Herod

Herod (Hair´uhd)

Name of a family of Idumean origin with strong connections to the Roman government who became centrally involved in the affairs of the Jewish state. Members of the family, under a variety of titles, governed Palestine and adjacent areas from ca. 55 BCE until near the close of the first century CE. The following members of the family appear in the NT: 1 Herod I (Herod the Great). From 37 until his death in 4 BCE, Herod ruled as king of the Jews, a reign marked by his total loyalty to Rome, his grandiose and sometimes magnificent building programs, his family strife, and his harsh repression of any opposition. According to (Matt 2:1-18, Luke 1:5), the birth of Jesus occurred while Herod was king. The king’s well-known ruthlessness in defending his throne against any threat forms the background for the story of the massacre of Bethlehem’s children (Matt 2:16-17). After Herod’s death in 4 BCE, Augustus Caesar resolved the dispute that broke out among three of Herod’s surviving sons by dividing the kingdom but withholding the royal title from the heirs. To Archelaus, son of Malthace, went the title “ethnarch” and half of the territory (Judea, Idumea, and Samaria). The other half was split into two tetrarchies: Antipas, younger brother of Archelaus, received Galilee and Perea; Philip, son of Cleopatra, received Batanea, Trachonitis, and Auranitis. 2 Herod Archelaus, son of Herod the Great and ethnarch of Judea, Samaria, and Idumea (4 BCE–6 CE). See also Archelaus. 3 Herod Philip, son of Herod the Great and tetrarch of Batanea, Trachonitis, and Auranitis (4 BCE–33/34 CE). He ruled uneventfully and apparently successfully in his northern domains. His name is remembered in that of Caesarea Philippi (see Matt 16:13, Mark 8:27), which was his rebuilding of ancient Panias near the springs of the Jordan River. Philip apparently married his niece Salome, daughter of Herodias and of Philip’s half brother Herod the son of Mariamne. 4 Herod Antipas, son of Herod the Great and tetrarch of Galilee and Perea (4 BCE–39 CE). He is “that fox” of (Luke 13:31-32) and the Herod most frequently mentioned in the NT. Both Jesus and John the Baptist were his subjects and carried out their public careers mostly in his territories (Matt 14:1-12; Mark 6:14-29; Luke 3:19-20; Luke 9:7-9; Mark 8:15; Luke 13:31-32; Luke 23:6-16; Acts 4:27). His career was dominated by his relationship to Herodias, whom he married in spite of the fact that she was his niece and married to his half brother Herod when they met and that he was compelled to divorce a daughter of Aretas, the powerful king of the Nabateans, in order to marry her. John, who, according to the Gospels, had criticized this marriage, was imprisoned and later executed by Antipas at Machaerus (Matt 14:1-12; Mark 6:14-29; Luke 3:19-20; Luke 9:7-9). According to the Gospel of Luke, Antipas also played a role in the trial of Jesus (Luke 23:6-16; Acts 4:27). 5 Herod Agrippa I. See Agrippa I. 6 Herod Agrippa II. See Agrippa II.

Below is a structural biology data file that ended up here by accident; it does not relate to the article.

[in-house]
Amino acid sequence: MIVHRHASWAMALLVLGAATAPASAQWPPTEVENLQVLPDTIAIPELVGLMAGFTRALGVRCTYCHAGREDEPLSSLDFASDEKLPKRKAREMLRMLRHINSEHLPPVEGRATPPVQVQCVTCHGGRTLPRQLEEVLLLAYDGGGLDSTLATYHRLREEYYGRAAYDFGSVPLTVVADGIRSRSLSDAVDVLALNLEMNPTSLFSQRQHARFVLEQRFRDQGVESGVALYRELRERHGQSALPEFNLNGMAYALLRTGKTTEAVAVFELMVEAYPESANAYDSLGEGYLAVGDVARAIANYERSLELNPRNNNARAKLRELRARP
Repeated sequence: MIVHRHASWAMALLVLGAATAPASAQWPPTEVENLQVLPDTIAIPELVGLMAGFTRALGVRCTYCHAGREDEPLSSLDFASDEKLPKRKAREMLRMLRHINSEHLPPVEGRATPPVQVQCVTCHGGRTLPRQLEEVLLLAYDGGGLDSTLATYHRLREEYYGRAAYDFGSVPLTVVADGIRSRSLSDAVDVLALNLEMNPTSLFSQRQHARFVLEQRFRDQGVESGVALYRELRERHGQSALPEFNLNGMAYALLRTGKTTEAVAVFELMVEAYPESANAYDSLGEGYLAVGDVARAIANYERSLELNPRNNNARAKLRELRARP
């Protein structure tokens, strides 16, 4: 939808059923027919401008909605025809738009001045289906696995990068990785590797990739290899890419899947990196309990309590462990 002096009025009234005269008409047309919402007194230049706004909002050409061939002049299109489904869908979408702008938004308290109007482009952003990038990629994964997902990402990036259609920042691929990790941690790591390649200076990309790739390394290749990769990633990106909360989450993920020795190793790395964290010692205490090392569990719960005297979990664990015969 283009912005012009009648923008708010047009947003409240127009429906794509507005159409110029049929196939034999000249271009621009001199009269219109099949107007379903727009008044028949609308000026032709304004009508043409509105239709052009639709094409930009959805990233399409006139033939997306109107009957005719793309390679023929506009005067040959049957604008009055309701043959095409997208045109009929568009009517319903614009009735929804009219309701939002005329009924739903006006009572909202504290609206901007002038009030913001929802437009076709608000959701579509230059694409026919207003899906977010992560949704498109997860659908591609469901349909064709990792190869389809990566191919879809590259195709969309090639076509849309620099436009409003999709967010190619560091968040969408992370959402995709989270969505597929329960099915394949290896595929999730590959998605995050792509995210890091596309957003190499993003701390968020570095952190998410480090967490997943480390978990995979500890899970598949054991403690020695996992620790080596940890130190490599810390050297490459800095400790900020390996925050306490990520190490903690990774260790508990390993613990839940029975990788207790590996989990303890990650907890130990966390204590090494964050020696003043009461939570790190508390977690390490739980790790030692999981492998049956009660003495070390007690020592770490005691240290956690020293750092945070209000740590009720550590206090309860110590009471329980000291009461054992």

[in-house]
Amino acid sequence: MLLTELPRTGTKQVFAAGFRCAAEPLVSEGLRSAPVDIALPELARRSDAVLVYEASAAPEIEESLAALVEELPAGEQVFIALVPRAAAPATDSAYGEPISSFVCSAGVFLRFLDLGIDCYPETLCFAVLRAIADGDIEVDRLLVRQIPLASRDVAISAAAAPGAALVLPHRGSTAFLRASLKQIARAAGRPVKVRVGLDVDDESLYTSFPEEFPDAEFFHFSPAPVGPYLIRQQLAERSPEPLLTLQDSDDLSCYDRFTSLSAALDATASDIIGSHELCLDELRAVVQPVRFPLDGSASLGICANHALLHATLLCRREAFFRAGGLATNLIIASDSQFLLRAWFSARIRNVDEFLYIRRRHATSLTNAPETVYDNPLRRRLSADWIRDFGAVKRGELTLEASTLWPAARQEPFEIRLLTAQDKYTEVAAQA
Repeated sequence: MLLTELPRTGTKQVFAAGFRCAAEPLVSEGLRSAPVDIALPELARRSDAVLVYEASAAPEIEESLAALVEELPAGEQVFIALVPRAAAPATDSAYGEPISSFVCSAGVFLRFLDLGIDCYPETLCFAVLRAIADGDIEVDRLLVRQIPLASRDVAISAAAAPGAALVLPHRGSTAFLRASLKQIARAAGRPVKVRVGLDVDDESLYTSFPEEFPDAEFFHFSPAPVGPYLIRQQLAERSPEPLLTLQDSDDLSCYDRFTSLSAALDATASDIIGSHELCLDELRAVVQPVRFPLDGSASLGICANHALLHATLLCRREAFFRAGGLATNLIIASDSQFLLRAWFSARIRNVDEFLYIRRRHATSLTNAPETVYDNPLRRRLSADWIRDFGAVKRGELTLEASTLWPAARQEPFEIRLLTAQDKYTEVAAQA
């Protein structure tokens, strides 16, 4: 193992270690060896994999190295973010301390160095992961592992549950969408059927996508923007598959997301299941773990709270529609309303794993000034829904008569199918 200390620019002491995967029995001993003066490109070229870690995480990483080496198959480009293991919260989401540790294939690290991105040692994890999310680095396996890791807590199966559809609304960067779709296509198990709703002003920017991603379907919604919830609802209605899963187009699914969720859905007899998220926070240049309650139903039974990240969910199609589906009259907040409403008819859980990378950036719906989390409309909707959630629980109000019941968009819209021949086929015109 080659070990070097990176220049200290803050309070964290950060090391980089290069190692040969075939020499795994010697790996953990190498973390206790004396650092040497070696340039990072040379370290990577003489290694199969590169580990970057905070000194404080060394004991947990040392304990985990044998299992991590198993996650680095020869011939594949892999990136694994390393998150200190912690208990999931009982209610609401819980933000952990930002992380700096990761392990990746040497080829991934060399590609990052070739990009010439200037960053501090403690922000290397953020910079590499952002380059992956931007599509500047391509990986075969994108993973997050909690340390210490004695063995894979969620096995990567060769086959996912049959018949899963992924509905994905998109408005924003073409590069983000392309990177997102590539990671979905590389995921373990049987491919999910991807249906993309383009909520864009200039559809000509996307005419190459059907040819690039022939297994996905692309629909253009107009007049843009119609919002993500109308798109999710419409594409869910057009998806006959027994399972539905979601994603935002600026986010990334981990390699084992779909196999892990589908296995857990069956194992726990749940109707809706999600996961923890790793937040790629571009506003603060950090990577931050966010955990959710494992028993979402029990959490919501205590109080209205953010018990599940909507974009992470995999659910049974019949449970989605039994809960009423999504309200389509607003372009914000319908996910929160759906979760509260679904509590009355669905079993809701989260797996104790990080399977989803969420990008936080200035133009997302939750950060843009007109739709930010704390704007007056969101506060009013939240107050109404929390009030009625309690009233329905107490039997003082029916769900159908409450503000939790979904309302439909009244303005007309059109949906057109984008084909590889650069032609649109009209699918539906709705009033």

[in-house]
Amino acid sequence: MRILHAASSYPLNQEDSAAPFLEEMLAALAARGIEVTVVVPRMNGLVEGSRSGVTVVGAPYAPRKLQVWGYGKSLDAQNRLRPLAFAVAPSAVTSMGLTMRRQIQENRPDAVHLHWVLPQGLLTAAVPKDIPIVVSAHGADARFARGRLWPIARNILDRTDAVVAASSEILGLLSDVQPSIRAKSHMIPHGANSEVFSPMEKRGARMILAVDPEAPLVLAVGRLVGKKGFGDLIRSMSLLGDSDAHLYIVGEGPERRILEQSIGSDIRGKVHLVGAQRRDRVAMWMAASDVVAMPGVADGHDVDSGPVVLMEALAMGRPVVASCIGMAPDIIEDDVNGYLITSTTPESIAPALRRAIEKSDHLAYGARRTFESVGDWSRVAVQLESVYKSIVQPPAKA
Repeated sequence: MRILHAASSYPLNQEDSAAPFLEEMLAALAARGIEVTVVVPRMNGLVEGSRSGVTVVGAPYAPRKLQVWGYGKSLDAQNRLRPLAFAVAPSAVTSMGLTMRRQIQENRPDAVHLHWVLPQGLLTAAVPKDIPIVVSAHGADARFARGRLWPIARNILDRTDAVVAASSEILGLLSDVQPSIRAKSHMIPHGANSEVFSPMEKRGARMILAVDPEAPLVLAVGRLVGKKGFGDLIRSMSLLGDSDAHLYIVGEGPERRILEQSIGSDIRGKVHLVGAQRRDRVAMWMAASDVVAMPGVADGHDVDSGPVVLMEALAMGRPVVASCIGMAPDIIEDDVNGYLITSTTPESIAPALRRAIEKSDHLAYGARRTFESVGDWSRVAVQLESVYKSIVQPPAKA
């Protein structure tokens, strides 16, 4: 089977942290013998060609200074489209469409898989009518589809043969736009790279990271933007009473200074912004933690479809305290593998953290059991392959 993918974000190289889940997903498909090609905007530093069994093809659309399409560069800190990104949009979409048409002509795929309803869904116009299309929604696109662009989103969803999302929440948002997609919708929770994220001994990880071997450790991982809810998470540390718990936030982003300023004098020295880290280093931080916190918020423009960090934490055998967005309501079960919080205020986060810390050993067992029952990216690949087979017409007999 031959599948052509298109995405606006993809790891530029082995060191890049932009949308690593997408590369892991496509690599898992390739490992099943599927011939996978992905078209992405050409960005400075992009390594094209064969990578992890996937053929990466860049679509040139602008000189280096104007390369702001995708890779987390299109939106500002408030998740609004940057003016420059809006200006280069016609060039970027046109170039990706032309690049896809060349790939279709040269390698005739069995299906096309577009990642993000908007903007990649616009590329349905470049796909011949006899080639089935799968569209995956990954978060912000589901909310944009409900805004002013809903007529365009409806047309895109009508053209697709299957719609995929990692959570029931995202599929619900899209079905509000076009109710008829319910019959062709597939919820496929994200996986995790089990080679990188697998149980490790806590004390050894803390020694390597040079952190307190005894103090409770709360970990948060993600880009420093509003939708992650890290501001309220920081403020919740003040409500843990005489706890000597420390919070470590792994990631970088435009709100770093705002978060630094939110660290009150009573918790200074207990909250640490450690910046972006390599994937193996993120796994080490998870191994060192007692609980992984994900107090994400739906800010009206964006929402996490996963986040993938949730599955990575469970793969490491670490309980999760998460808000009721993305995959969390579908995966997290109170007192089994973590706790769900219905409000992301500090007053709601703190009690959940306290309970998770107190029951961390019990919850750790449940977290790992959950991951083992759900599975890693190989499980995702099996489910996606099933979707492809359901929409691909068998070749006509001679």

Matt 2:1-18

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Luke 1:5

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Matt 2:16-17

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Matt 16:13

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Mark 8:27

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Luke 13:31-32

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Matt 14:1-12

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Mark 6:14-29

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Luke 3:19-20

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Luke 9:7-9

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Mark 8:15

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Luke 13:31-32

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Luke 23:6-16

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Acts 4:27

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Matt 14:1-12

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Mark 6:14-29

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Luke 3:19-20

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Luke 9:7-9

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Luke 23:6-16

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Acts 4:27

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